It's unclear how much of the rise in articles across the Web that question the potential threat of a cyber-world dominated by Google is being orchestrated by media companies that fear Google. But while just about everybody can agree that more competition on the Web is always a good thing, it seems that as of the moment the concrete evidence needed to back up some of the claims is a little scant.
The latest claim of Google malfeasance comes in the form of a claim made in the editorial pages of the New York Times by Adam Raff, a co-founder of a company called Foundem, which makes vertical search technology that is applied to a site that does price comparisons. In his editorial, Raff cites the need for search neutrality rule similar to the Net Neutrality rule that is being advocated as way to guarantee that no group of companies can dominate access to Web content. A search neutrality rule theoretically would make it illegal for search engine companies to apply "editorial policies" that affect the rankings of any given Web site in its search results.
There are a number of problems with executing this type of rule, given all the useless sites that have become adept at gaming pure search results. But Raff's argument for the need for this rule is based on the claim that Google editorial policies effectively makes his site invisible whenever somebody uses the Google search engine. A lot of people that make rival search engine technologies have made similar claims over the years, and while they all firmly believe that Google is up to something nefarious, nobody seems to have any hard evidence. Nor is there a list of former Google employees willing to back these claims up. It could just as easily be claimed that for one reason or another, these sites are optimized based on search engine technology other than the one Google uses, so naturally they would not do as well in terms of Google search results.
This doesn't mean we should dismiss Raff's claims. It just means we need more evidence. What is interesting is that these types of claims have been made for years. It's only just now that as traditional media companies begin to see Google as a threat to their business models that these claims are "coincidentally" being aired. There's no direct relationship between these events. It could be that editors are finally being made aware of the potential threat. But it's interesting that nobody at these media companies complained when advertising dollars were pouring in. Now that advertising revenues are down, suddenly free content on the Web is a threat. So now we're seeing calls for more paid content on the Web, which is roughly equivalent to throwing a toll over one-third of the lanes on a highway. All that does is push more traffic into the toll-free lanes. We're also seeing efforts to promote "magazine" presentations of content using digital editions of publications that media companies hope will become popular on tablet PCs. That too is based on some assumptions of how people consume content and is not likely to pan out, either. And none of these claims seem to acknowledge just how much traffic Google throws the way of these media sites that they probably would never of had in the first place.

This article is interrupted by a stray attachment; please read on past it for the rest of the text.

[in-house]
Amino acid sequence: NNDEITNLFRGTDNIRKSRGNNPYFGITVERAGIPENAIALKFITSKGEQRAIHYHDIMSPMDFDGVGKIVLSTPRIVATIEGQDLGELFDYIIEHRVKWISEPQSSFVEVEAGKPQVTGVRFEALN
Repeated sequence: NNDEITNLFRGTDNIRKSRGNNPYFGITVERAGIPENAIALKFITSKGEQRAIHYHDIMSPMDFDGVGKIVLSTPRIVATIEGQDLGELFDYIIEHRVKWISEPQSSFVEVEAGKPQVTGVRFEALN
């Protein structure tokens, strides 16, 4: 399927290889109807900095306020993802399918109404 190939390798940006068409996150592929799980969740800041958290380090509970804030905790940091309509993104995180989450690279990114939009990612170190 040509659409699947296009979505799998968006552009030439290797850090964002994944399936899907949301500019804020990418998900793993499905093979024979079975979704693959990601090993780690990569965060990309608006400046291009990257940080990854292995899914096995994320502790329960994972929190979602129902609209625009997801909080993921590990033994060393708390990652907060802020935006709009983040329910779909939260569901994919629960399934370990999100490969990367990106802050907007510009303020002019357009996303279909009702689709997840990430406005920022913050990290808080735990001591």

The one thing that we can count on is, starting with Ken Auletta's new book, "Googled: The End of the World as We Knew It" published by Penguin Press, is that Google is well on its way to becoming the new Microsoft in terms of industry bashing. Hopefully, this increased scrutiny of Google will lead to some actual evidence and then better things for all. Just remember that a lot of people providing the platforms through which this much overdue scrutiny is being provided have their own Google axes to grind.